The White House’s Anti-Trump Hysteria: Does It Have a Point?

White House spokesman Josh Earnest took the opportunity of yesterday’s press briefing to go on one tirade after another against Donald Trump. Prompted repeatedly by reporters, whose questions could be paraphrased as “Isn’t Trump awful?”, Earnest ripped Trump’s hair, denounced his “outright lies,” called his Muslim immigration proposal hateful and offensive, derided it as unconstitutional (which it isn’t) and un-American, said Trump was headed for the dustbin of history, and on and on. It was like two minutes of hate, extended to a half hour.

Beyond the general insults directed at Trump, Earnest pressed a more serious point. He demanded a total of 11 times, by my count, that the other Republican candidates denounce Trump and say that they will not support him if he is the Republican nominee. The insistence with which Earnest returned to this theme was striking. Here is a sample:

I think the question for other members of — other candidates for president is simply this: Do they have the courage of their convictions to stand up to Mr. Trump’s supporters and say that they are going to side with the Constitution over Mr. Trump even if Mr. Trump is the Republican nominee.

And if they don’t, if they don’t have that much courage, if they are so cowed by Mr. Trump and his supporters that they’re not willing to stand by the values enshrined in the Constitution, then they have no business serving as president of the United States themselves.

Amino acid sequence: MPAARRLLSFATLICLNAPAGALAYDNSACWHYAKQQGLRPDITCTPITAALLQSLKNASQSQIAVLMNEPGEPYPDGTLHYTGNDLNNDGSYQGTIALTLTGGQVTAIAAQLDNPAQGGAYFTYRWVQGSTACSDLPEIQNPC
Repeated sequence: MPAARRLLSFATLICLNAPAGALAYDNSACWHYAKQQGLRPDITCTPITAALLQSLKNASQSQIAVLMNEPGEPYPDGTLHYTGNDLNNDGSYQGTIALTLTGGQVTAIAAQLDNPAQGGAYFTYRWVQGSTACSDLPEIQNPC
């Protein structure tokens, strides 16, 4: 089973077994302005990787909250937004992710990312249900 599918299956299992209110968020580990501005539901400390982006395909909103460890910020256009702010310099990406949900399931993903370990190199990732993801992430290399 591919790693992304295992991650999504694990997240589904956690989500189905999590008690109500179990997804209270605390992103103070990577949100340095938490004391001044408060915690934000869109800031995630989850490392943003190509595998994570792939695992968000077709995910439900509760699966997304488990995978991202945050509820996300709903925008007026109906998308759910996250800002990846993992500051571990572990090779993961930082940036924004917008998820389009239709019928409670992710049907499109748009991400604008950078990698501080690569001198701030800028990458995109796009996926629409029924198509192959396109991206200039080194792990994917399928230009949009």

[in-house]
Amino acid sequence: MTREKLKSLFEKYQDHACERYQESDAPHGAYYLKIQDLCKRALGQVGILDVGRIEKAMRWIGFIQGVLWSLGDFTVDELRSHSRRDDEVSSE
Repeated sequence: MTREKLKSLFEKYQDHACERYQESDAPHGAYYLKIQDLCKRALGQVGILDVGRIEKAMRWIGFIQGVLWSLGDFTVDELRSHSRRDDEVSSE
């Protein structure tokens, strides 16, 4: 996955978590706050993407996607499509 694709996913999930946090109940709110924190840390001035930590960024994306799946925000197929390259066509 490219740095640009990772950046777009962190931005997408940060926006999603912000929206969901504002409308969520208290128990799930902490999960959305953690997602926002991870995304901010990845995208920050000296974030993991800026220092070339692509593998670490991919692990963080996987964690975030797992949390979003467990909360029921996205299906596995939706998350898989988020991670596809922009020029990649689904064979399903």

One more:

[W]hat we need to hear from the other Republican candidates for president is whether or not they could vote for Mr. Trump. What he has said is entirely disqualifying from serving as President of the United States. And to continue to stand by him and pledge your support to him if he were to become the Republican nominee is, in and of itself, disqualifying.

Earnest’s insistence on this point was so apparent that it made me wonder whether it had a purpose beyond the usual denunciations of Republicans. On reflection, I think it did. I think that by pressuring the other GOP candidates to disavow Trump and revoke their pledges to support the eventual nominee, the administration hopes to increase the likelihood of Trump making a third-party run.

Trump probably won’t get the Republican nomination–that’s my opinion, and no doubt that of the Obama White House–but he can be of infinite service to the Democratic Party, virtually ensuring Hillary’s election, if he enters the race as a third-party candidate. What would cause him to do that? Obviously, if the other candidates revoke their loyalty pledges and say they can’t support Trump, he would be free to change his own mind and abandon the party if he doesn’t get its nomination.

Which is why I hope none of the Republican presidential candidates, including the second and third tier groups, take the bait.


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